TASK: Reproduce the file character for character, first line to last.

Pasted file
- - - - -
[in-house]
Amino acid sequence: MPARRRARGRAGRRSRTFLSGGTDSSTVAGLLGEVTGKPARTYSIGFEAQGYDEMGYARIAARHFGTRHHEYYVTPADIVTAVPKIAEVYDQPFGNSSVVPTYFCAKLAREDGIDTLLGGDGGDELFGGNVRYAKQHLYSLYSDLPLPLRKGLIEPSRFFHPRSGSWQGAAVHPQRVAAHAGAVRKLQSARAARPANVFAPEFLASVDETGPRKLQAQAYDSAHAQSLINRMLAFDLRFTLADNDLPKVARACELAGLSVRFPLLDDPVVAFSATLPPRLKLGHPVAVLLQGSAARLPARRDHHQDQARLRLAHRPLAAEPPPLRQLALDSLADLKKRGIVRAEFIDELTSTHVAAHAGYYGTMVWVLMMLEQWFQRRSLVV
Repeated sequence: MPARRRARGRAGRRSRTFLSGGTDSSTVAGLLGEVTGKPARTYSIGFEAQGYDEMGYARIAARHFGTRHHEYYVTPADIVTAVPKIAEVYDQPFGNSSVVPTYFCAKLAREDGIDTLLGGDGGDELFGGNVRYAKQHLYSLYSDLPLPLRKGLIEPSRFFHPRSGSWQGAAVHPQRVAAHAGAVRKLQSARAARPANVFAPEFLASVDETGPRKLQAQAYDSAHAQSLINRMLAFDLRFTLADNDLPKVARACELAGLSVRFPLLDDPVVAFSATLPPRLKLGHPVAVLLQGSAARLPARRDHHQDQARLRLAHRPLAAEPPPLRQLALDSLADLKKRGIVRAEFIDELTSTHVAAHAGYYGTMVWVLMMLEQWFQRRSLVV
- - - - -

[in-house]
Amino acid sequence: MPARRRARGRAGRRSRTFLSGGTDSSTVAGLLGEVTGKPARTYSIGFEAQGYDEMGYARIAARHFGTRHHEYYVTPADIVTAVPKIAEVYDQPFGNSSVVPTYFCAKLAREDGIDTLLGGDGGDELFGGNVRYAKQHLYSLYSDLPLPLRKGLIEPSRFFHPRSGSWQGAAVHPQRVAAHAGAVRKLQSARAARPANVFAPEFLASVDETGPRKLQAQAYDSAHAQSLINRMLAFDLRFTLADNDLPKVARACELAGLSVRFPLLDDPVVAFSATLPPRLKLGHPVAVLLQGSAARLPARRDHHQDQARLRLAHRPLAAEPPPLRQLALDSLADLKKRGIVRAEFIDELTSTHVAAHAGYYGTMVWVLMMLEQWFQRRSLVV
Repeated sequence: MPARRRARGRAGRRSRTFLSGGTDSSTVAGLLGEVTGKPARTYSIGFEAQGYDEMGYARIAARHFGTRHHEYYVTPADIVTAVPKIAEVYDQPFGNSSVVPTYFCAKLAREDGIDTLLGGDGGDELFGGNVRYAKQHLYSLYSDLPLPLRKGLIEPSRFFHPRSGSWQGAAVHPQRVAAHAGAVRKLQSARAARPANVFAPEFLASVDETGPRKLQAQAYDSAHAQSLINRMLAFDLRFTLADNDLPKVARACELAGLSVRFPLLDDPVVAFSATLPPRLKLGHPVAVLLQGSAARLPARRDHHQDQARLRLAHRPLAAEPPPLRQLALDSLADLKKRGIVRAEFIDELTSTHVAAHAGYYGTMVWVLMMLEQWFQRRSLVV